Local Current Blog

Coronavirus impact on Minnesota music scene: What we know right now

Attendees at the Fillmore Minneapolis during Brandi Carlile's concert there in February 2020. (Nate Ryan/MPR)

There’s a huge amount of uncertainty right now around everything involving the coronavirus pandemic and our responses to it. What activities can go on, and what activities need to be called off? For how long?

With large public gatherings and travel, particularly international travel, being discouraged or banned around he world, the global music industry has been massively disrupted. Here’s what we know about some of the impacts on the Minnesota music scene. Updated March 14, 5:15 p.m.

Will concerts go on?

For at least the near future, with rare exceptions, no. Performing arts venues across Minnesota have effectively gone dark, with immediate postponements or cancellations affecting nearly all shows and public events through the month of March.

Live Nation and AEG, the nation’s largest promoters, are suspending all concert tours. Variety reports that they are among a group of live-entertainment companies working together to coordinate a response to the ongoing health emergency; Independent Venue Week is also launching an initiative “to provide venues with a platform that provides these individual business ventures with the tools, resources, and community that they will need to ride out this storm.”

On Friday evening, First Avenue announced that it’s postponing all events at the venues it owns and manages — including the Palace Theatre, the Turf Club, and First Avenue itself — “for the immediate foreseeable future.” Local venues including the Parkway Theater, the Cedar Cultural Center, and Hennepin Theatre Trust houses are also cancelling and postponing near-future shows.

The cancellation of SXSW and the postponement of Coachella made international news, and directly affected several Minnesota artists. The Rock and Roll Hall of Fame induction ceremony has also been postponed, and on Friday morning Record Store Day announced that “the best of all possible moves is to change the date of Record Store Day this year to Saturday, June 20.” Paisley Park has postponed its annual Celebration, which had been scheduled for June, until this fall.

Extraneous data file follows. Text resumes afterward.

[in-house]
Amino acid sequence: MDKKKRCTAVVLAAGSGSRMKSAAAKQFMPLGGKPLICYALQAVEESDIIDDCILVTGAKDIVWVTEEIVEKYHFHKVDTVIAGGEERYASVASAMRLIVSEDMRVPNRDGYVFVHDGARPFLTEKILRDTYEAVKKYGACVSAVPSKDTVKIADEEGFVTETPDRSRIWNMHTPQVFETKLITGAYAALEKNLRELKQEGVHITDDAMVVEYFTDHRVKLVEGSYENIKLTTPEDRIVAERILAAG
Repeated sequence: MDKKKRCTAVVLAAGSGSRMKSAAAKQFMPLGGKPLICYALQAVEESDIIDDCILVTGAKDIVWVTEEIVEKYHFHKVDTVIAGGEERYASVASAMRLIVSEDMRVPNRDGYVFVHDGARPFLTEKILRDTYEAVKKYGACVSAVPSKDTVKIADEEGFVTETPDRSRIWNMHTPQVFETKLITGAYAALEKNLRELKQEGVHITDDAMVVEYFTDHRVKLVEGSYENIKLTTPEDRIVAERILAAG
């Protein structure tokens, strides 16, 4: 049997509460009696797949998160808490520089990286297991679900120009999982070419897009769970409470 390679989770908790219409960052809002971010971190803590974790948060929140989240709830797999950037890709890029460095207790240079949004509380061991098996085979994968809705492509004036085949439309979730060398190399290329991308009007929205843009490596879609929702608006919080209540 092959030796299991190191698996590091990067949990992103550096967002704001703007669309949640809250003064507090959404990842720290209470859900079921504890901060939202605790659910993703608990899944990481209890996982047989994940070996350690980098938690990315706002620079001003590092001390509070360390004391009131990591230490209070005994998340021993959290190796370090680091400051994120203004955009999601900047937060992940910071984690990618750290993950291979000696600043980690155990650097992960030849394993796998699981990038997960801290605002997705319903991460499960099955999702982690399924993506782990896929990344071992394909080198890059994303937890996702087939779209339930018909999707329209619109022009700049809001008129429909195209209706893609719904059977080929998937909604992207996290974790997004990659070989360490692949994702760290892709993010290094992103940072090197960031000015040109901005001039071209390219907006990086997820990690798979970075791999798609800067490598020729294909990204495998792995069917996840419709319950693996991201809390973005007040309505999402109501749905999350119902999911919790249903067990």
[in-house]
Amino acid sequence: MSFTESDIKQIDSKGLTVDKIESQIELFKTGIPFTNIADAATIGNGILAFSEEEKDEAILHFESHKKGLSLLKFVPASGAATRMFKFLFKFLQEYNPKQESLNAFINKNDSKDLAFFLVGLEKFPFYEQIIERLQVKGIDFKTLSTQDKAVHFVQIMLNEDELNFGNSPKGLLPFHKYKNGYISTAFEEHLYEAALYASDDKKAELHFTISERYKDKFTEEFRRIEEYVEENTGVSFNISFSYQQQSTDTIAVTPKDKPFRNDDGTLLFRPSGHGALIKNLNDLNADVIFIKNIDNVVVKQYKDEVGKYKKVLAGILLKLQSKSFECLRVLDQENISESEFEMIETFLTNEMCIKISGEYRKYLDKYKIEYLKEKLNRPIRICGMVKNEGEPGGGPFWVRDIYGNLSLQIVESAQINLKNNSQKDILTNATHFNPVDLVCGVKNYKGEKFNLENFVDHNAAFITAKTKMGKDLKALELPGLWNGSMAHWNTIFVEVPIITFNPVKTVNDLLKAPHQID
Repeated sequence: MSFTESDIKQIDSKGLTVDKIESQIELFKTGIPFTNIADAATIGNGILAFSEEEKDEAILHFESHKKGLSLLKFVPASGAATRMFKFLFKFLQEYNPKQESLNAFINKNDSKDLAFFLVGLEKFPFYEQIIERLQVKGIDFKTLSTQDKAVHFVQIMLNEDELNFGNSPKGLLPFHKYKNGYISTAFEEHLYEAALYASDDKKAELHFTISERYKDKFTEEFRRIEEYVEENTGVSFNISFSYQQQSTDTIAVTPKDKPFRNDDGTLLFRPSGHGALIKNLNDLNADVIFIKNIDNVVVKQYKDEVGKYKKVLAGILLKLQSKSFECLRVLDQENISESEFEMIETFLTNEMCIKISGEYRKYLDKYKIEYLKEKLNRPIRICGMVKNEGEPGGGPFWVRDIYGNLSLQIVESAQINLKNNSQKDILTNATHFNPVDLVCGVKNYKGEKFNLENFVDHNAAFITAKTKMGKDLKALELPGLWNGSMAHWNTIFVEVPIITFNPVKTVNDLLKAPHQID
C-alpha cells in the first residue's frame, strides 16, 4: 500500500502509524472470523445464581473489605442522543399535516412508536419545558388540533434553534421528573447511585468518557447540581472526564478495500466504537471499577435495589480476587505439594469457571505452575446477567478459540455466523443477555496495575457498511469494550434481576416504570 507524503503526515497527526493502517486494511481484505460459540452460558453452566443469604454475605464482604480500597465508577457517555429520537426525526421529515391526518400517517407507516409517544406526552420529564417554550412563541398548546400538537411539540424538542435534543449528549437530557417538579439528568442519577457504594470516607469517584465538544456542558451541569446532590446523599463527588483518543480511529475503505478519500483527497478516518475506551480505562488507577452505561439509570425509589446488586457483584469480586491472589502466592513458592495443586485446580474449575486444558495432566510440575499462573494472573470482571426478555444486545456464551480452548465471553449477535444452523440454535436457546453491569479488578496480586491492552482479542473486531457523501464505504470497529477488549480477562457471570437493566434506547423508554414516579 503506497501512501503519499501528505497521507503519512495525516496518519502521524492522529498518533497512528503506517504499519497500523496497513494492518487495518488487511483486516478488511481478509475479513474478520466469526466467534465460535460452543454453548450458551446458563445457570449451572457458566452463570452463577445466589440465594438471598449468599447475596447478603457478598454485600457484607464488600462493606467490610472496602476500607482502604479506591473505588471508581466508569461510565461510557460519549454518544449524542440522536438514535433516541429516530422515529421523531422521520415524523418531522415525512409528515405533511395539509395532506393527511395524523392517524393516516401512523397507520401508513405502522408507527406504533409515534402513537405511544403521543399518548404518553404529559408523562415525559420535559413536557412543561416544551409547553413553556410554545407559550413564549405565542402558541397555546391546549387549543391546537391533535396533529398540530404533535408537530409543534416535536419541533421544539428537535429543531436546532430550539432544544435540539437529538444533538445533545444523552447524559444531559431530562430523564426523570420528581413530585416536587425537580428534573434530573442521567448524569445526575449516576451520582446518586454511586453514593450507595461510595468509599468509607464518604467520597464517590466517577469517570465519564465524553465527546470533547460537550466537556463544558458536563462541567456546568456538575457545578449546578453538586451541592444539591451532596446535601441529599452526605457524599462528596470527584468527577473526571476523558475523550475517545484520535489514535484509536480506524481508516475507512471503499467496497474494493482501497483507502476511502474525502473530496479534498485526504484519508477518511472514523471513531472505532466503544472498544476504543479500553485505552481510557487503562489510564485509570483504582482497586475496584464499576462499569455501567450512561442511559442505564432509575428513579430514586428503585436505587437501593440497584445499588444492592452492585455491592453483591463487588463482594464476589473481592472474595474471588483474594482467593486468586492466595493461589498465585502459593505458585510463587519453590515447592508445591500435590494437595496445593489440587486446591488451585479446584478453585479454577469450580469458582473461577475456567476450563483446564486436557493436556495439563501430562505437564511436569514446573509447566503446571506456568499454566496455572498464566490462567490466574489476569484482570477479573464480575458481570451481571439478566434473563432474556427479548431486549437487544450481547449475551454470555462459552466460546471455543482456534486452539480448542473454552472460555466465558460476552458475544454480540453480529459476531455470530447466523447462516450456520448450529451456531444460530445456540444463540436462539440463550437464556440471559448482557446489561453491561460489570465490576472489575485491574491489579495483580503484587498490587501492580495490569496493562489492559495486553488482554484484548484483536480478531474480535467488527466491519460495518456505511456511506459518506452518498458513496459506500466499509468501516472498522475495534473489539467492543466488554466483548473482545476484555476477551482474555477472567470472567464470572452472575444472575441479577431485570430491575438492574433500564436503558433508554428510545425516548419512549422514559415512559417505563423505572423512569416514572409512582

On Friday, Minnesota Gov. Tim Walz advised that all gatherings of over 250 people be called off; a wave of local concert cancellations and postponements has already begun. Most Twin Cities concert venues have capacities over 250, and those that don’t are generally not conducive to the recommended social distancing of six feet or more.

Restaurants and bars generally remain open, and some of those that host live performances, including Icehouse in Minneapolis, are proceeding with some of those shows. If you’re not sure whether a performance is still happening or whether you should go, consult the venue and consider the CDC guidelines.

How are Minnesota artists being affected? What is being done? What can I do?

With recordings a less reliable and lucrative revenue source than in the past, many artists rely heavily on touring and live performance for income and exposure. What’s more, many artists work second jobs in the service industry, and with people being increasingly urged to stay home, food service and other sectors of the economy will be hurt.

Members of the music scene are already organizing to sustain themselves and one another through this unprecedented situation. Springboard for the Arts has also published a resource guide for artists, and its staffers have contributed to a national resource guide; a national webinar for freelance artists across all disciplines is planned for Monday.

If you want to support a particular artist, watch their social media accounts; some have crowdfunding sites or merchandise for sale, and in some cases streaming concerts with virtual “tickets” or donations encouraged. The Twin Cities Music Community Trust has created a fund to support artists in this unprecedented situation, and Springboard for the Arts is accepting donations to a Personal Emergency Relief Fund for Minnesota artists.

Duluth’s Gaelynn Lea is scheduling ticketed virtual shows to connect with her fans. Bad Bad Hats are streaming a performance on Saturday night, and Friday’s Minnesota Orchestra performance was broadcast on Classical MPR.

As the conversation continues and plans evolve, we’ll keep you posted. Follow MPR News, the Minnesota Department of Health, and, again, the CDC for general information and guidance regarding this health emergency.